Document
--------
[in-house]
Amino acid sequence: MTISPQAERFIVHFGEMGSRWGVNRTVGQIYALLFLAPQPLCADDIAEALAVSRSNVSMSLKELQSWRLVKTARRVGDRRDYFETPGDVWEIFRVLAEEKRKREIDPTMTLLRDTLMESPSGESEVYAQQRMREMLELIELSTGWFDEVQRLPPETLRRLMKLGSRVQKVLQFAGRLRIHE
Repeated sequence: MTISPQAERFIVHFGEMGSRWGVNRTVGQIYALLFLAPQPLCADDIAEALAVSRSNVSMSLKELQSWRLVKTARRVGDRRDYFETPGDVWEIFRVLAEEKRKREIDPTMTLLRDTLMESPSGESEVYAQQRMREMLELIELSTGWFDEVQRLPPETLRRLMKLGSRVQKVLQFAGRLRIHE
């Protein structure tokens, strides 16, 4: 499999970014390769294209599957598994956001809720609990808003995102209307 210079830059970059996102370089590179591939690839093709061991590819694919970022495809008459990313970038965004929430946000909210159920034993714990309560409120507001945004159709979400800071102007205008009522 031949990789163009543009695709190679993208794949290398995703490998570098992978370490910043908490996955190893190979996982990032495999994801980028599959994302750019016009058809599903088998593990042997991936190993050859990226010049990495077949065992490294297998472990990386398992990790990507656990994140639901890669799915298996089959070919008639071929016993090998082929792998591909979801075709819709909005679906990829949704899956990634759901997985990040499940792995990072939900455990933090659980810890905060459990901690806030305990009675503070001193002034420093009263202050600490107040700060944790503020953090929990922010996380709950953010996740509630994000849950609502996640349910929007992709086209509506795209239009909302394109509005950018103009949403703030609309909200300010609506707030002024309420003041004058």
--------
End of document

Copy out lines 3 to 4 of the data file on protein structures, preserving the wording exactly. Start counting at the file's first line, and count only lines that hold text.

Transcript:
Repeated sequence: MTISPQAERFIVHFGEMGSRWGVNRTVGQIYALLFLAPQPLCADDIAEALAVSRSNVSMSLKELQSWRLVKTARRVGDRRDYFETPGDVWEIFRVLAEEKRKREIDPTMTLLRDTLMESPSGESEVYAQQRMREMLELIELSTGWFDEVQRLPPETLRRLMKLGSRVQKVLQFAGRLRIHE
């Protein structure tokens, strides 16, 4: 499999970014390769294209599957598994956001809720609990808003995102209307 210079830059970059996102370089590179591939690839093709061991590819694919970022495809008459990313970038965004929430946000909210159920034993714990309560409120507001945004159709979400800071102007205008009522 031949990789163009543009695709190679993208794949290398995703490998570098992978370490910043908490996955190893190979996982990032495999994801980028599959994302750019016009058809599903088998593990042997991936190993050859990226010049990495077949065992490294297998472990990386398992990790990507656990994140639901890669799915298996089959070919008639071929016993090998082929792998591909979801075709819709909005679906990829949704899956990634759901997985990040499940792995990072939900455990933090659980810890905060459990901690806030305990009675503070001193002034420093009263202050600490107040700060944790503020953090929990922010996380709950953010996740509630994000849950609502996640349910929007992709086209509506795209239009909302394109509005950018103009949403703030609309909200300010609506707030002024309420003041004058």